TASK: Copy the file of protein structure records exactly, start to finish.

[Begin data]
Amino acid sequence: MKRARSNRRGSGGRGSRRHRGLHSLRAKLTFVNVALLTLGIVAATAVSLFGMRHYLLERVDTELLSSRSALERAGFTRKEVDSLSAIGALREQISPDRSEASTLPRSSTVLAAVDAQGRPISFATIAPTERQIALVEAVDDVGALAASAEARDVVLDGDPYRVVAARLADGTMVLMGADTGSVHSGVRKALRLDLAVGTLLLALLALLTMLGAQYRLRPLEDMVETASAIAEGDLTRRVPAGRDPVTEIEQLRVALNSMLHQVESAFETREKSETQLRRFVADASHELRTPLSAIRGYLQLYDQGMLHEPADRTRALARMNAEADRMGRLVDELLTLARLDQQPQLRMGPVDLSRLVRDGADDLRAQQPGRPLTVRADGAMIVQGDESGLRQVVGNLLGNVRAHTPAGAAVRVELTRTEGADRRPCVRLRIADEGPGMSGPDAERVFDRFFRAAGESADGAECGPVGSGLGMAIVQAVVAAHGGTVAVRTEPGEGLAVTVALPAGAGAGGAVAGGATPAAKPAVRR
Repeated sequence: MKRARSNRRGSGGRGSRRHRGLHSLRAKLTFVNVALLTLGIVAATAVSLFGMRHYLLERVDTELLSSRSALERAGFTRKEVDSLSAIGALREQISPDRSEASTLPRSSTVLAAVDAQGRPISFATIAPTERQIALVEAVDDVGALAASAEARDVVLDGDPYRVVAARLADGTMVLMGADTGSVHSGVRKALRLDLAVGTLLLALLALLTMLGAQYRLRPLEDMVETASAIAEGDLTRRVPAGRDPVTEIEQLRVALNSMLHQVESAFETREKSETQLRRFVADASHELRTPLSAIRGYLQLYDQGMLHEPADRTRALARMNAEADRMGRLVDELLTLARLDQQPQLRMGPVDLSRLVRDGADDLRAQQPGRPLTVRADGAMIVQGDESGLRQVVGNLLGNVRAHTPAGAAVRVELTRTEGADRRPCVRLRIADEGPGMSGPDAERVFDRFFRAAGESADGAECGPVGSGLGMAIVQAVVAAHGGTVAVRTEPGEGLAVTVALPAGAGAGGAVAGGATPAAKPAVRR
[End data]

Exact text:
Amino acid sequence: MKRARSNRRGSGGRGSRRHRGLHSLRAKLTFVNVALLTLGIVAATAVSLFGMRHYLLERVDTELLSSRSALERAGFTRKEVDSLSAIGALREQISPDRSEASTLPRSSTVLAAVDAQGRPISFATIAPTERQIALVEAVDDVGALAASAEARDVVLDGDPYRVVAARLADGTMVLMGADTGSVHSGVRKALRLDLAVGTLLLALLALLTMLGAQYRLRPLEDMVETASAIAEGDLTRRVPAGRDPVTEIEQLRVALNSMLHQVESAFETREKSETQLRRFVADASHELRTPLSAIRGYLQLYDQGMLHEPADRTRALARMNAEADRMGRLVDELLTLARLDQQPQLRMGPVDLSRLVRDGADDLRAQQPGRPLTVRADGAMIVQGDESGLRQVVGNLLGNVRAHTPAGAAVRVELTRTEGADRRPCVRLRIADEGPGMSGPDAERVFDRFFRAAGESADGAECGPVGSGLGMAIVQAVVAAHGGTVAVRTEPGEGLAVTVALPAGAGAGGAVAGGATPAAKPAVRR
Repeated sequence: MKRARSNRRGSGGRGSRRHRGLHSLRAKLTFVNVALLTLGIVAATAVSLFGMRHYLLERVDTELLSSRSALERAGFTRKEVDSLSAIGALREQISPDRSEASTLPRSSTVLAAVDAQGRPISFATIAPTERQIALVEAVDDVGALAASAEARDVVLDGDPYRVVAARLADGTMVLMGADTGSVHSGVRKALRLDLAVGTLLLALLALLTMLGAQYRLRPLEDMVETASAIAEGDLTRRVPAGRDPVTEIEQLRVALNSMLHQVESAFETREKSETQLRRFVADASHELRTPLSAIRGYLQLYDQGMLHEPADRTRALARMNAEADRMGRLVDELLTLARLDQQPQLRMGPVDLSRLVRDGADDLRAQQPGRPLTVRADGAMIVQGDESGLRQVVGNLLGNVRAHTPAGAAVRVELTRTEGADRRPCVRLRIADEGPGMSGPDAERVFDRFFRAAGESADGAECGPVGSGLGMAIVQAVVAAHGGTVAVRTEPGEGLAVTVALPAGAGAGGAVAGGATPAAKPAVRR